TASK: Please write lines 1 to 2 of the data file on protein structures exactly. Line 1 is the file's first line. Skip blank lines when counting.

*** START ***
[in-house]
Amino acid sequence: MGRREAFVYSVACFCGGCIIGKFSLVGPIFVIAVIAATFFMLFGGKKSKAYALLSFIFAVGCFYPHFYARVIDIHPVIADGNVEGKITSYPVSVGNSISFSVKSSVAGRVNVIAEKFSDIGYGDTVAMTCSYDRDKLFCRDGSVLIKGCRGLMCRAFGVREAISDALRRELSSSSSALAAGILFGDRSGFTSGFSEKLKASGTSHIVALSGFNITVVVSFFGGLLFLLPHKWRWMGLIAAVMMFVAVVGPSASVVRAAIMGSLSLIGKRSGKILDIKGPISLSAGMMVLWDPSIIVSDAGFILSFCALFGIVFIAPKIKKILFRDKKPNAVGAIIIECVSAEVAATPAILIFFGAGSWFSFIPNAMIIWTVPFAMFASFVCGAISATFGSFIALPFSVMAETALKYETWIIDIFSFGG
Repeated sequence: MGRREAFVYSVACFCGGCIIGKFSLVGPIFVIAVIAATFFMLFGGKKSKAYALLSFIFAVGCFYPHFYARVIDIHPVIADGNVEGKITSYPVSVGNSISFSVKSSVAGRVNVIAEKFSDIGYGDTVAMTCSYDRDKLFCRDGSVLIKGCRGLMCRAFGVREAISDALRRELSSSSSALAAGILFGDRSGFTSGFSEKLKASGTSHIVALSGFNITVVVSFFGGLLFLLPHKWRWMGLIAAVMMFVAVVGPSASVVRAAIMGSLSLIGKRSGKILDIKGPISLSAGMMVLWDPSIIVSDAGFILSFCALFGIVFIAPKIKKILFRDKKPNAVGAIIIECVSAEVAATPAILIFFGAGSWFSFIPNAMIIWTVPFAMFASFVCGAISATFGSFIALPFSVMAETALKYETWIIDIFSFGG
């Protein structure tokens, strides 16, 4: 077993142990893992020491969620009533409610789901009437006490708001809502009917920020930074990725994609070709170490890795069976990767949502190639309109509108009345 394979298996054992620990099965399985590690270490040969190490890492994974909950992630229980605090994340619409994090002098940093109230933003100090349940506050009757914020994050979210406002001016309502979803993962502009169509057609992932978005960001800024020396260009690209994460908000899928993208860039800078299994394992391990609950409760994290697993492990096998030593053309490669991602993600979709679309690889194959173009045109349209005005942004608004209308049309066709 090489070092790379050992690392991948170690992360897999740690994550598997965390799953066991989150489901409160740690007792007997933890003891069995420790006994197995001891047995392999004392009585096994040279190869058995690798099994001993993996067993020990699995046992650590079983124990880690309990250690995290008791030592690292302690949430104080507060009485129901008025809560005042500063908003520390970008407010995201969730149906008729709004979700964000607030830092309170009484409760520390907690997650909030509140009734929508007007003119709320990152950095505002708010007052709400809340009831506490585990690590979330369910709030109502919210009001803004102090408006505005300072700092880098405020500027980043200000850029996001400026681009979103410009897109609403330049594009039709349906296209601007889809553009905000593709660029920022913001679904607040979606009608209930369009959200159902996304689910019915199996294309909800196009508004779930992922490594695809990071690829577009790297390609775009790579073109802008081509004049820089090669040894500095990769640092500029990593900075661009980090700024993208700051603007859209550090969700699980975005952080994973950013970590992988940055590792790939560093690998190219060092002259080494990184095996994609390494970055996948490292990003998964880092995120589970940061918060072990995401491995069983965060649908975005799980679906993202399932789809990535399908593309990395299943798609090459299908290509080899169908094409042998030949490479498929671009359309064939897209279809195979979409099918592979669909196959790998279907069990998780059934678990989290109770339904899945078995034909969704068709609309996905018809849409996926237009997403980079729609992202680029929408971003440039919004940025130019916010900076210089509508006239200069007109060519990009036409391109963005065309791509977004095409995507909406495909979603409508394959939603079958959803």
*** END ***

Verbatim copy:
[in-house]
Amino acid sequence: MGRREAFVYSVACFCGGCIIGKFSLVGPIFVIAVIAATFFMLFGGKKSKAYALLSFIFAVGCFYPHFYARVIDIHPVIADGNVEGKITSYPVSVGNSISFSVKSSVAGRVNVIAEKFSDIGYGDTVAMTCSYDRDKLFCRDGSVLIKGCRGLMCRAFGVREAISDALRRELSSSSSALAAGILFGDRSGFTSGFSEKLKASGTSHIVALSGFNITVVVSFFGGLLFLLPHKWRWMGLIAAVMMFVAVVGPSASVVRAAIMGSLSLIGKRSGKILDIKGPISLSAGMMVLWDPSIIVSDAGFILSFCALFGIVFIAPKIKKILFRDKKPNAVGAIIIECVSAEVAATPAILIFFGAGSWFSFIPNAMIIWTVPFAMFASFVCGAISATFGSFIALPFSVMAETALKYETWIIDIFSFGG